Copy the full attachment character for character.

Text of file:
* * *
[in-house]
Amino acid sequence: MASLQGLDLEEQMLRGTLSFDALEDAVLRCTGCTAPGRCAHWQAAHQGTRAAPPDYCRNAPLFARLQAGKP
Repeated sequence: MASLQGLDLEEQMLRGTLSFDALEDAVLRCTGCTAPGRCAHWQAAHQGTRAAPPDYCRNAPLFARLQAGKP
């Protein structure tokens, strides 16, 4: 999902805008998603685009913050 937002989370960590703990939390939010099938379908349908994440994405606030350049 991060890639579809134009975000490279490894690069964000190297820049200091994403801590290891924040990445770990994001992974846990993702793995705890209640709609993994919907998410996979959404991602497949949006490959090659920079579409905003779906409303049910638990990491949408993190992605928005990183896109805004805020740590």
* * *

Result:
[in-house]
Amino acid sequence: MASLQGLDLEEQMLRGTLSFDALEDAVLRCTGCTAPGRCAHWQAAHQGTRAAPPDYCRNAPLFARLQAGKP
Repeated sequence: MASLQGLDLEEQMLRGTLSFDALEDAVLRCTGCTAPGRCAHWQAAHQGTRAAPPDYCRNAPLFARLQAGKP
């Protein structure tokens, strides 16, 4: 999902805008998603685009913050 937002989370960590703990939390939010099938379908349908994440994405606030350049 991060890639579809134009975000490279490894690069964000190297820049200091994403801590290891924040990445770990994001992974846990993702793995705890209640709609993994919907998410996979959404991602497949949006490959090659920079579409905003779906409303049910638990990491949408993190992605928005990183896109805004805020740590």